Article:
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Ascots, Neckerchiefs, and a Robinson Crusoe-like Hero

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by Zebulon Huset

The Dixie cup or the tumbler?
Picture yourself at a barbeque—
and if you must, that you are one
who isn’t made sad by said affairs—
two napkins: one cloth, one paper;
sun consistently softened by sifty
clouds which only gesture shapes
while yielding maximum blue.
But that’s not important—and
neither is this. This is etiquette.
This is nothing but arbitrariness.
The big this, but also this this.
Ascots, neckerchiefs, these characters—
these semi-controlled scratchings
which mean so much of nothing
on their own—like a man marooned
on a tropical island and never found.
Mainlanders speculate, though
they know somewhere in their
brains that their heart pumps blood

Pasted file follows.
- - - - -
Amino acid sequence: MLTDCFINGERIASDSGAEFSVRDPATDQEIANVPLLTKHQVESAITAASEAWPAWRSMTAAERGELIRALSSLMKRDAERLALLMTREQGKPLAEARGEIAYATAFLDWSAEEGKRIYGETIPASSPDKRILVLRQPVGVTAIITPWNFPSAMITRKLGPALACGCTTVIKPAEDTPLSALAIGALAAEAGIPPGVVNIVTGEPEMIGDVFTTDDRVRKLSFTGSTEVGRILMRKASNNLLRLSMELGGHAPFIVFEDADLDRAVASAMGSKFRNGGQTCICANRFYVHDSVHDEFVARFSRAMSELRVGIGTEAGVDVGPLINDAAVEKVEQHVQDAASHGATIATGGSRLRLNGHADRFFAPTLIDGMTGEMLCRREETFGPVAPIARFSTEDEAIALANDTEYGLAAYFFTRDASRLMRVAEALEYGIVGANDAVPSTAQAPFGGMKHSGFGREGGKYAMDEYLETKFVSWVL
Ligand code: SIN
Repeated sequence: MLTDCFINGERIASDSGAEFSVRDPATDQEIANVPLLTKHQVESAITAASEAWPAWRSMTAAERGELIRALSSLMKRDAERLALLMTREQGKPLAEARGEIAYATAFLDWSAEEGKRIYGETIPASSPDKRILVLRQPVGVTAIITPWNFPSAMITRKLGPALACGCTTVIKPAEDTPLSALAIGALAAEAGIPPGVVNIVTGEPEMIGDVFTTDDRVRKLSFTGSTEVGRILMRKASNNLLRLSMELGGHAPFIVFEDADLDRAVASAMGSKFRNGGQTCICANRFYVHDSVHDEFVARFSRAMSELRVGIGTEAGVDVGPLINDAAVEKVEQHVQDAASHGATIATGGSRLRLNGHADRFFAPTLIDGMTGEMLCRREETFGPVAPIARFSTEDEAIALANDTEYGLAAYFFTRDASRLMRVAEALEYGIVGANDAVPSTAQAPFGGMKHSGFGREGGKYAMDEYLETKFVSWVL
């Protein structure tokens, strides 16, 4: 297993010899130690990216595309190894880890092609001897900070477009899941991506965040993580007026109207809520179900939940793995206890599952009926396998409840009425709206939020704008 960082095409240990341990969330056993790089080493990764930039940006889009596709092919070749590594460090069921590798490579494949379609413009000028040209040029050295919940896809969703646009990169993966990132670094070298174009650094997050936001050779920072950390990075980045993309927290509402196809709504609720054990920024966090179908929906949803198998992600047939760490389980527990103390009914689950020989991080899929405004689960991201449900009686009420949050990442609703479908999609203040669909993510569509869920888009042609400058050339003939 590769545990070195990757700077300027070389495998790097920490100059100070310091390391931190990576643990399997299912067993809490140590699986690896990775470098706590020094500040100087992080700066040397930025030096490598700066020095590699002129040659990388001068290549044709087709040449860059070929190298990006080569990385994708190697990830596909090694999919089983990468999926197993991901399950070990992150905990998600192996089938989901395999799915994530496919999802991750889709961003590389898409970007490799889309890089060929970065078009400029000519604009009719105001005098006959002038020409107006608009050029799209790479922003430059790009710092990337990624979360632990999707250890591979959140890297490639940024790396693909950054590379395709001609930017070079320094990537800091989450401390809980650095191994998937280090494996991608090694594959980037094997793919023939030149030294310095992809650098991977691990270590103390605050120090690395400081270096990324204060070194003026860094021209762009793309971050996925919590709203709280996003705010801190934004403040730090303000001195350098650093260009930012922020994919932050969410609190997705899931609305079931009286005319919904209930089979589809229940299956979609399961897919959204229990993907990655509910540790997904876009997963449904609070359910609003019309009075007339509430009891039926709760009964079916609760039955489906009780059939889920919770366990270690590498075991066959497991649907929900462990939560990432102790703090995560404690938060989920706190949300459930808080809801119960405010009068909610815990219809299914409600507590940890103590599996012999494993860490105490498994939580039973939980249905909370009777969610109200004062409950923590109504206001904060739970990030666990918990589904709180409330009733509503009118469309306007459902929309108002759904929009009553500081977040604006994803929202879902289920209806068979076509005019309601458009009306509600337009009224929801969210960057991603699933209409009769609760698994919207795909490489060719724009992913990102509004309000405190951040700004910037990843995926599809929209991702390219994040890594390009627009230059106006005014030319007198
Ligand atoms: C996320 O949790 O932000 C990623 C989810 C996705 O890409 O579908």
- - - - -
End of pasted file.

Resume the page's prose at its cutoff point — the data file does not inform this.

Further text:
not truth. Because blood is thicker than
maple syrup if the syrup’s, like, super hot.
Or the blood’s begun coagulating.
Mainlanders know their guesses
were keys loosed into the well
rumored to hold a dropped lock.
But they damn well knew an ascot
was worn pinned to a collared shirt
and a neckerchief was informal. Who
wears a neckerchief to a formal
event? Some asshole who wants
to be marooned, that’s who. But—
those ticks on the cave wall,
the bulbous and pointy shapes
like deformed and dismembered
stick figures. What a mystery.

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